As it turned out, when given the chance to play favorites, a substantial percentage of people will choose this strategy. In the words of the Max Planck researcher, “about 40 percent of the people in the real world might be potential extortioners disguised as nice folks” (p. 201).

How to Pull Out From Under

Knowing that the person who tries to exact your cooperation by making you pay if you defect has a 4 out of 10 chance of seeming to be doing this to your benefit can help you decide when it’s time to bail from this relationship. If it’s a boss, the situation can be complicated if you know you’re replaceable, which can lead employees to continue to work in less than optimal conditions for years at a time. The remedy when your livelihood depends on it involves a high degree of risk, but it may be worth it in terms of your mental health. Indeed, in a job market in which employers are having trouble filling their posts, this could be an ideal time to explore this option.

In your relationships, such as with that friend who leaves you hanging while you await their confirmation of a response or request, there is a different set of choices. Letting your friend know that you are ready to “defect” by refusing to go along with this treatment could help recalibrate the power imbalance back in your favor. This defection could take the form of not accepting excuses anymore or making plans independently of this person when they refuse to confirm a date. In the ZD situation, extortionist players learned from the defections of their counterparts to become more fair and generous.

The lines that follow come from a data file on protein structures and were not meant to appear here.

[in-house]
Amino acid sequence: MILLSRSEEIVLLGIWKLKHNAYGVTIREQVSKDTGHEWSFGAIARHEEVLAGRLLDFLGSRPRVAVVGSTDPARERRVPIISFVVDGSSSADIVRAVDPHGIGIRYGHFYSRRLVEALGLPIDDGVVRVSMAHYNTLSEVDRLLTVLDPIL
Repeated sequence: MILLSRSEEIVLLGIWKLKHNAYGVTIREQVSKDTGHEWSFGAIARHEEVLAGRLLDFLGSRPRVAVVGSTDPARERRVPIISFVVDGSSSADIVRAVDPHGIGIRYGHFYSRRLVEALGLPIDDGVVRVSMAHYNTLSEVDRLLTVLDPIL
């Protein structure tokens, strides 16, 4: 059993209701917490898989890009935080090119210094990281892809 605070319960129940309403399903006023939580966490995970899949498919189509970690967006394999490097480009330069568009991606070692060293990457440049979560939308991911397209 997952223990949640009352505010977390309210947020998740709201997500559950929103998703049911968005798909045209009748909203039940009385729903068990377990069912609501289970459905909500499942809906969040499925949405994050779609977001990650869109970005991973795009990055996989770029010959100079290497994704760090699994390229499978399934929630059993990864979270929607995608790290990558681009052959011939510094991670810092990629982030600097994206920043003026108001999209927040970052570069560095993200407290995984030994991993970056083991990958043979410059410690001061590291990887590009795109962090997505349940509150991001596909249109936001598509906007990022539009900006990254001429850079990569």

To sum up, turning from imbalance to balance when someone continues to exploit you may be difficult at first, especially if it comes at an emotional or financial cost. However, being able to set your own terms will ultimately be the better strategy to help you maintain your mental health and fulfillment.

Facebook image: Motortion Films/Shutterstock

LinkedIn image: GaudiLab/Shutterstock

References

Milinski, M. (2022). Extortion—A voracious prosocial strategy. Current Opinion in Psychology, 44, 196–201. https://doi-org/10.1016/j.copsyc.2021.08.033